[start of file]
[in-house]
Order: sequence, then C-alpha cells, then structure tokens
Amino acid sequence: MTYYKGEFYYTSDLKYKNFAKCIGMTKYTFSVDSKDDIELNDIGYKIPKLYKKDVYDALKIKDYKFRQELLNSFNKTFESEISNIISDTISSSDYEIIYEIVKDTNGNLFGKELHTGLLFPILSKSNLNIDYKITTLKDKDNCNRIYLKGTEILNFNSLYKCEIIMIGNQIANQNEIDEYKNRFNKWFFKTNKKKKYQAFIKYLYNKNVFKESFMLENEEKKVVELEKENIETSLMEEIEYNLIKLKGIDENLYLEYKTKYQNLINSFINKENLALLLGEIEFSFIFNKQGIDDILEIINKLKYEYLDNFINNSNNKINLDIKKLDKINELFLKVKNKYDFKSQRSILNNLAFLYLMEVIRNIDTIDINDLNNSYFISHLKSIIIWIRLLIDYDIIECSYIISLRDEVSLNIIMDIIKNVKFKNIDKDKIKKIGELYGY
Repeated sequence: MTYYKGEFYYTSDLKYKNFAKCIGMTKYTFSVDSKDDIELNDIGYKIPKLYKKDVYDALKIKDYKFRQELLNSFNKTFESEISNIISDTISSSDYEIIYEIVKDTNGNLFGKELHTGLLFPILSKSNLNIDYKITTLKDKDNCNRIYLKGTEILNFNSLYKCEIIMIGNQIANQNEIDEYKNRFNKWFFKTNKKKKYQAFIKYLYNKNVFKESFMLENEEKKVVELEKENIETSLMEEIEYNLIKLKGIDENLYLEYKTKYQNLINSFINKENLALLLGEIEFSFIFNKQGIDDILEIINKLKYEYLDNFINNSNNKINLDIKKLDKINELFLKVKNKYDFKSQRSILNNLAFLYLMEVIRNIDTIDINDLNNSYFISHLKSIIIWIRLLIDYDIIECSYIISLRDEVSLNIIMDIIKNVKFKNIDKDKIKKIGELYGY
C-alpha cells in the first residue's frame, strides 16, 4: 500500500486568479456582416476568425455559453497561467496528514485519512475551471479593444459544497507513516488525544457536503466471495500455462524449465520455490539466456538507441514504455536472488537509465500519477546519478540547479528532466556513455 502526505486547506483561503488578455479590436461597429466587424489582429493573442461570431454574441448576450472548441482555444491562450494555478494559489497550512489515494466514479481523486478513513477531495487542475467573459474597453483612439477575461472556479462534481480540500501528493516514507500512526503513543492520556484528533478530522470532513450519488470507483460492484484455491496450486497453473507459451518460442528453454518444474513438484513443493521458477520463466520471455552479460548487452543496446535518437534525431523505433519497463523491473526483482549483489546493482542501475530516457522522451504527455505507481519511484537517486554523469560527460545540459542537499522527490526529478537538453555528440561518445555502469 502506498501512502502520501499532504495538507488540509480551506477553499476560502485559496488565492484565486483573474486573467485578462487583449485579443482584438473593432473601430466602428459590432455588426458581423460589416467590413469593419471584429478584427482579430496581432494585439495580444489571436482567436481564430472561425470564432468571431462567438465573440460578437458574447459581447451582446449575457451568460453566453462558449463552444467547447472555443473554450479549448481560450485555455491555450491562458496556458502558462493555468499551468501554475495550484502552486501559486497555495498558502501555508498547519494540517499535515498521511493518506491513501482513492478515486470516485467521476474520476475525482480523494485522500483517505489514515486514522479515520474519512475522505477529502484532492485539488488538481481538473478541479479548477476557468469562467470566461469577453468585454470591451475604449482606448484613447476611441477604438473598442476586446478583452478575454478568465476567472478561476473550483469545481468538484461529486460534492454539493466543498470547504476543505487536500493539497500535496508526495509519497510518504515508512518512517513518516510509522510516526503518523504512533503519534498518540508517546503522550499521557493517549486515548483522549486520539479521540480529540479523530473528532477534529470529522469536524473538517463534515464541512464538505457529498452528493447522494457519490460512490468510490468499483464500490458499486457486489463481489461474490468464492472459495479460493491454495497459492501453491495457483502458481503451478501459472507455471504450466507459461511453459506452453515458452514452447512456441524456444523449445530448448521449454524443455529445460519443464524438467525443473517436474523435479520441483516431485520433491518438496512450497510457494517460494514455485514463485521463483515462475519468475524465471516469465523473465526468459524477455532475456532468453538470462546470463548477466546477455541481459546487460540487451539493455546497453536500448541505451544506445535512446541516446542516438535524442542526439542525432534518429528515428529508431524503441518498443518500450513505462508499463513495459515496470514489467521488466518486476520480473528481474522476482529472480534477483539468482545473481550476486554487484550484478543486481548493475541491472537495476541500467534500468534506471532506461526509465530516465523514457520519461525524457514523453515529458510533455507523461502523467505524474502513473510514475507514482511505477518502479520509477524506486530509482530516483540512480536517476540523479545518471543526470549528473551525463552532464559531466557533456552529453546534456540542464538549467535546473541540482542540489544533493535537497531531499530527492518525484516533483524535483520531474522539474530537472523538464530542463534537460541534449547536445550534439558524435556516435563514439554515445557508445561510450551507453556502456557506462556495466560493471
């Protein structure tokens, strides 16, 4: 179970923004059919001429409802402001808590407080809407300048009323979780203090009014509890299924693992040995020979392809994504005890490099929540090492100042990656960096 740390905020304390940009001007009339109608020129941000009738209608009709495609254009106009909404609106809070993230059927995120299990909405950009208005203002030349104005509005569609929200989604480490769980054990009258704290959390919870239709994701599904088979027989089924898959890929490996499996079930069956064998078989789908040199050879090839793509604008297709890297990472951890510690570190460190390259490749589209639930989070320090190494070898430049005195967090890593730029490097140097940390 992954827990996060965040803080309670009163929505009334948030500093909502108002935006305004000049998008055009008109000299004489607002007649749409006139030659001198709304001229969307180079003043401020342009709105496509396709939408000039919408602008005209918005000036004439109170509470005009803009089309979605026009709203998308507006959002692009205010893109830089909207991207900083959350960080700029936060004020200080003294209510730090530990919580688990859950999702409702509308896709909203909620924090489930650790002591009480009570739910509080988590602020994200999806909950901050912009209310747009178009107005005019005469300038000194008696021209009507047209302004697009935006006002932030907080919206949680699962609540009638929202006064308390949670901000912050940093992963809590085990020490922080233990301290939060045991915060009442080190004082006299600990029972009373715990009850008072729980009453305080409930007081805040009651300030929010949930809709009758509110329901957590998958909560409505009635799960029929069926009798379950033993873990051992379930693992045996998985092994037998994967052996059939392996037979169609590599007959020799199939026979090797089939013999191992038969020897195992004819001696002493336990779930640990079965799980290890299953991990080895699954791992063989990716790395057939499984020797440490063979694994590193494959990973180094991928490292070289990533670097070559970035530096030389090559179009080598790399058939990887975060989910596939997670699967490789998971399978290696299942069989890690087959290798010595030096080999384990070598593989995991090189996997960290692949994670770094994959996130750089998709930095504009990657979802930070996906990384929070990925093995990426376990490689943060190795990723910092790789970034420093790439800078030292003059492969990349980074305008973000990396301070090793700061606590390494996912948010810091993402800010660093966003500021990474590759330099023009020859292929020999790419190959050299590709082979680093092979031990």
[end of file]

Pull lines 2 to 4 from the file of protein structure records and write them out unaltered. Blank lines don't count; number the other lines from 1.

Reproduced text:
Order: sequence, then C-alpha cells, then structure tokens
Amino acid sequence: MTYYKGEFYYTSDLKYKNFAKCIGMTKYTFSVDSKDDIELNDIGYKIPKLYKKDVYDALKIKDYKFRQELLNSFNKTFESEISNIISDTISSSDYEIIYEIVKDTNGNLFGKELHTGLLFPILSKSNLNIDYKITTLKDKDNCNRIYLKGTEILNFNSLYKCEIIMIGNQIANQNEIDEYKNRFNKWFFKTNKKKKYQAFIKYLYNKNVFKESFMLENEEKKVVELEKENIETSLMEEIEYNLIKLKGIDENLYLEYKTKYQNLINSFINKENLALLLGEIEFSFIFNKQGIDDILEIINKLKYEYLDNFINNSNNKINLDIKKLDKINELFLKVKNKYDFKSQRSILNNLAFLYLMEVIRNIDTIDINDLNNSYFISHLKSIIIWIRLLIDYDIIECSYIISLRDEVSLNIIMDIIKNVKFKNIDKDKIKKIGELYGY
Repeated sequence: MTYYKGEFYYTSDLKYKNFAKCIGMTKYTFSVDSKDDIELNDIGYKIPKLYKKDVYDALKIKDYKFRQELLNSFNKTFESEISNIISDTISSSDYEIIYEIVKDTNGNLFGKELHTGLLFPILSKSNLNIDYKITTLKDKDNCNRIYLKGTEILNFNSLYKCEIIMIGNQIANQNEIDEYKNRFNKWFFKTNKKKKYQAFIKYLYNKNVFKESFMLENEEKKVVELEKENIETSLMEEIEYNLIKLKGIDENLYLEYKTKYQNLINSFINKENLALLLGEIEFSFIFNKQGIDDILEIINKLKYEYLDNFINNSNNKINLDIKKLDKINELFLKVKNKYDFKSQRSILNNLAFLYLMEVIRNIDTIDINDLNNSYFISHLKSIIIWIRLLIDYDIIECSYIISLRDEVSLNIIMDIIKNVKFKNIDKDKIKKIGELYGY